Robert Maday's trial on charges of escape, armed bank robbery, being a felon in possession of a firearm and using a firearm to commit a violent crime continued Monday at Chicago's Dirksen Federal Building.
The federal charges stem from a series of incidents Sept. 17-18, 2009, during which authorities say Maday, 42, overpowered two Cook County state's attorney investigators, carjacked a woman in Hoffman Estates and robbed a Bloomingdale bank before crashing the stolen car in West Chicago, where police took him into custody.
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Before the defense could begin its case, federal Judge Ruben Castillo asked jurors about their knowledge of a more recent escape, that of Kenneth Conley, who was recaptured Friday, several weeks after he and cellmate Joseph Banks escaped from Chicago's Metropolitan Correction Center. Banks was recaptured several days after the Dec. 18 breakout.
When testimony in Maday's trial resumed, defense attorney Anthony Sassan called to the witness stand a Central DuPage Hospital emergency room physician who treated Maday with two low doses of morphine after the crash that led to his arrest. Also testifying for the defense was MCC physician Bonnie Nowakowski, who said she administered a shot of the anti-inflammatory drug Toradol and prescribed him acetaminophen after Maday complained of back pain several days after the crash.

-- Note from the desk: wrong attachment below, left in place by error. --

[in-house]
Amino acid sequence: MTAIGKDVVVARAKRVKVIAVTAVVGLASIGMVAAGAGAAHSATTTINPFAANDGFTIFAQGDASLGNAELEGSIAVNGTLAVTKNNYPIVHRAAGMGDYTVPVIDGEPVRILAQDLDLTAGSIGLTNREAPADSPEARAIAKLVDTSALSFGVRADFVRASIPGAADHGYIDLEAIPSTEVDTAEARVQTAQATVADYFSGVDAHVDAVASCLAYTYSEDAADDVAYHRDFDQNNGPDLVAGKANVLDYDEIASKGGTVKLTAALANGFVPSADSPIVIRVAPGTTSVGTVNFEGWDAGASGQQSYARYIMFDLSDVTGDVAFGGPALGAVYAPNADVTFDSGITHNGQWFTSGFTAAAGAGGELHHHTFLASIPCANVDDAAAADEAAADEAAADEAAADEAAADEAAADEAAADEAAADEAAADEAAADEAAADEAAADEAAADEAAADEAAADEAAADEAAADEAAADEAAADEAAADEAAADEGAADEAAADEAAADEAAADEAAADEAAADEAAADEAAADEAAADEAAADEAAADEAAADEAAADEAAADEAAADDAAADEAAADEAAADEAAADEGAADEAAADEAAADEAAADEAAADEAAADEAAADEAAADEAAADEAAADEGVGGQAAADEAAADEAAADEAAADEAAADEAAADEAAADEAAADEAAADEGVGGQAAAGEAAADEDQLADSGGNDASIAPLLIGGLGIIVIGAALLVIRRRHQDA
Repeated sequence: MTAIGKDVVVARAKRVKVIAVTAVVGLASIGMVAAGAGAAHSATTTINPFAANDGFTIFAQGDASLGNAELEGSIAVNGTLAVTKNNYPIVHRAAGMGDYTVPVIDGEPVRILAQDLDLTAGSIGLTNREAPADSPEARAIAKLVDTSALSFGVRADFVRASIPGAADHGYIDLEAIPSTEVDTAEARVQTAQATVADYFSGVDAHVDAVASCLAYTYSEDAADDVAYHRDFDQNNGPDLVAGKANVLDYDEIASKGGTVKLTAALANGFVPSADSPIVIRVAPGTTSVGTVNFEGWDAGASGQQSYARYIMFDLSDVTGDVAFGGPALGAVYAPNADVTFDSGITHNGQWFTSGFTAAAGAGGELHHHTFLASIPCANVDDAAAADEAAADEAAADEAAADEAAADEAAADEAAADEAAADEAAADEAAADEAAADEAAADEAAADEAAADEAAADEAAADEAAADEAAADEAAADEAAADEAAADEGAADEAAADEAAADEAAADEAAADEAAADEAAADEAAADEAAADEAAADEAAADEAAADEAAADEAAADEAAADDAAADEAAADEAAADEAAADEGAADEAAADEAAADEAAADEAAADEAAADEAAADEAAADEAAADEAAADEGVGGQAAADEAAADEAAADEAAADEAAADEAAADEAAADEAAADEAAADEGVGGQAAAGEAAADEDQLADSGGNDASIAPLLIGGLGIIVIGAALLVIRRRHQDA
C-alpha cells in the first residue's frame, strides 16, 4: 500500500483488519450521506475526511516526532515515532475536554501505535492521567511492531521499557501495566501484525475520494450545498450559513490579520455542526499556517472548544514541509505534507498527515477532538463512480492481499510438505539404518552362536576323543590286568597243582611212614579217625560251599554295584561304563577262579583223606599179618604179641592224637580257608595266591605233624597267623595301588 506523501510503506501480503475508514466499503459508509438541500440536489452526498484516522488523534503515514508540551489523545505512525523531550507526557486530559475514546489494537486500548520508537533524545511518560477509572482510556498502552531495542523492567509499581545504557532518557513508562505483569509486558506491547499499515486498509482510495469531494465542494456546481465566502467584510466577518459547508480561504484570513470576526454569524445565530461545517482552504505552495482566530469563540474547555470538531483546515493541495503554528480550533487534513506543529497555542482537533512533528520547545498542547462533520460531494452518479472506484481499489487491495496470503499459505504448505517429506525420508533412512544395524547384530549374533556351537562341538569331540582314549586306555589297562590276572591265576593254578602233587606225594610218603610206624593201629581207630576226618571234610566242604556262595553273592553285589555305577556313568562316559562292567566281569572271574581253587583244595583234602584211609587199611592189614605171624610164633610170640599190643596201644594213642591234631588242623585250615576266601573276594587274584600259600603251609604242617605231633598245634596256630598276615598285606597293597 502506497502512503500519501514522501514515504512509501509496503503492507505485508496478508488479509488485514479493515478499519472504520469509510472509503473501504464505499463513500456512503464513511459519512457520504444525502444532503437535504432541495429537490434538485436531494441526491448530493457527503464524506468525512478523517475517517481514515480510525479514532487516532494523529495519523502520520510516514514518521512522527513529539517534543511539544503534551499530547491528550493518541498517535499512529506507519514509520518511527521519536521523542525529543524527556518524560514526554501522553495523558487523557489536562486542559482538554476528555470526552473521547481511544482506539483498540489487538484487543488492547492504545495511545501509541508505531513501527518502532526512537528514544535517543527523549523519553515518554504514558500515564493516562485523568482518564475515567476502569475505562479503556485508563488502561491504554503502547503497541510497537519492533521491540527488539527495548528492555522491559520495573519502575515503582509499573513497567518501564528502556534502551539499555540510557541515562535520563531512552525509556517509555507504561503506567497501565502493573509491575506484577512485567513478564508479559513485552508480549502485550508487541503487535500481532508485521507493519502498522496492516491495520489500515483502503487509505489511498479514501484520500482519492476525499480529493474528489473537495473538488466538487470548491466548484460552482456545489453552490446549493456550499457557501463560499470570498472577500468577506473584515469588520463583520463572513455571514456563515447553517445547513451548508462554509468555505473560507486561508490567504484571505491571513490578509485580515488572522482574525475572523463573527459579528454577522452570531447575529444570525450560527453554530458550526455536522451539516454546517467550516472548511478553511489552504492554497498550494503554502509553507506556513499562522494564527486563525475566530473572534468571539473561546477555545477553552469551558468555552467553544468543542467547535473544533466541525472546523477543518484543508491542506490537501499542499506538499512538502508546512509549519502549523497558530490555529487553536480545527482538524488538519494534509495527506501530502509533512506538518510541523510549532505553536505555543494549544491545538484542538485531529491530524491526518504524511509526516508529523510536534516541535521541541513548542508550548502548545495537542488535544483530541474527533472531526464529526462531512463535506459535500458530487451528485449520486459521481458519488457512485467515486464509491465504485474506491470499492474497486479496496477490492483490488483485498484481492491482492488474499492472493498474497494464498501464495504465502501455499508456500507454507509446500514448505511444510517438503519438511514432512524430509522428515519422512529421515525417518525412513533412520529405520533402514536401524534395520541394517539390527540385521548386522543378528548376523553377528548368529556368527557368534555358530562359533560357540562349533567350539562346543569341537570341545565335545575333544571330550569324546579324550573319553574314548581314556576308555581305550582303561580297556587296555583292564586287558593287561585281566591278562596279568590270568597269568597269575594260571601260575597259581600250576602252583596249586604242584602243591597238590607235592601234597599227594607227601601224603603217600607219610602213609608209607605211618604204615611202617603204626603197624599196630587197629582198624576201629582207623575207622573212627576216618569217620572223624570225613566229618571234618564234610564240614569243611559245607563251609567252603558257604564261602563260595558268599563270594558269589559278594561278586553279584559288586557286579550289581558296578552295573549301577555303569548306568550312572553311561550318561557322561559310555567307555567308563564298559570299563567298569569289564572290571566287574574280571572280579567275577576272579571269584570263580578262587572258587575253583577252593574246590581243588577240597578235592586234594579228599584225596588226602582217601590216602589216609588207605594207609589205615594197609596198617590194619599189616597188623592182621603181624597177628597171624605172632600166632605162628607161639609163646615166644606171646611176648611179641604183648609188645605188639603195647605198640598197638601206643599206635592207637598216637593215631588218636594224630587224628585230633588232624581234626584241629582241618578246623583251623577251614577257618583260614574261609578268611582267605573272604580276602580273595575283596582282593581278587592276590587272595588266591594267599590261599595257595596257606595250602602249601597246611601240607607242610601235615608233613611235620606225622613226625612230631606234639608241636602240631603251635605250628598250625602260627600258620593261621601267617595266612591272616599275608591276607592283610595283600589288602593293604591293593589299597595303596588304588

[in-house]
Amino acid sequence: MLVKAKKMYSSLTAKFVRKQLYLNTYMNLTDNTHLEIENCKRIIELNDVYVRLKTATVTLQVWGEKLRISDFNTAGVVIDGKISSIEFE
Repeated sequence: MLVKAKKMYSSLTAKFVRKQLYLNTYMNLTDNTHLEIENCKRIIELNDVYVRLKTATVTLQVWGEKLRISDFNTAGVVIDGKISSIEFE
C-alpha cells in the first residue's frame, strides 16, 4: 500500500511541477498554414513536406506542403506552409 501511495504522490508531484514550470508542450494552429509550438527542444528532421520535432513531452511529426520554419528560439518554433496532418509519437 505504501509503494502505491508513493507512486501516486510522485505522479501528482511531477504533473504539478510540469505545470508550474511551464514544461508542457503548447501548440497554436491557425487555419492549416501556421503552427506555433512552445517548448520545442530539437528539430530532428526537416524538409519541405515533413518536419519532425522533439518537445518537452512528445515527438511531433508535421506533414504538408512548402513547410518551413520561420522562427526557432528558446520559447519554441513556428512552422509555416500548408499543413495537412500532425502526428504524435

Nowakowski testified that Maday was "a little restless, slumped over, disheveled."
MCC corrections officer Michael Kringle testified that Maday walked "hunched over" and "seemed uncomfortable" in his cell.
Under cross examination from prosecutor Derek Owens, Nowakowski acknowledged that Maday was able to walk unassisted and exhibited no psychosis. Under cross examination from prosecutor Andrianna Kastanek, Kringle said Maday was alert and conscious.
At the time of his escape, Maday was en route from the Kankakee County jail to the Rolling Meadows courthouse where he was to be sentenced to 13 years in exchange for his guilty plea to a series of 2008 robberies in Buffalo Grove, Huntley and Lake Zurich. He was subsequently sentenced to 13 years in exchange for his guilty plea to those charges, plus another 30 years in exchange for pleading guilty to carjacking and attempted armed robbery he committed after his escape.
Testimony in Maday's federal trial continues at 10 a.m. Tuesday at the Dirksen Federal Building, with closing arguments to follow.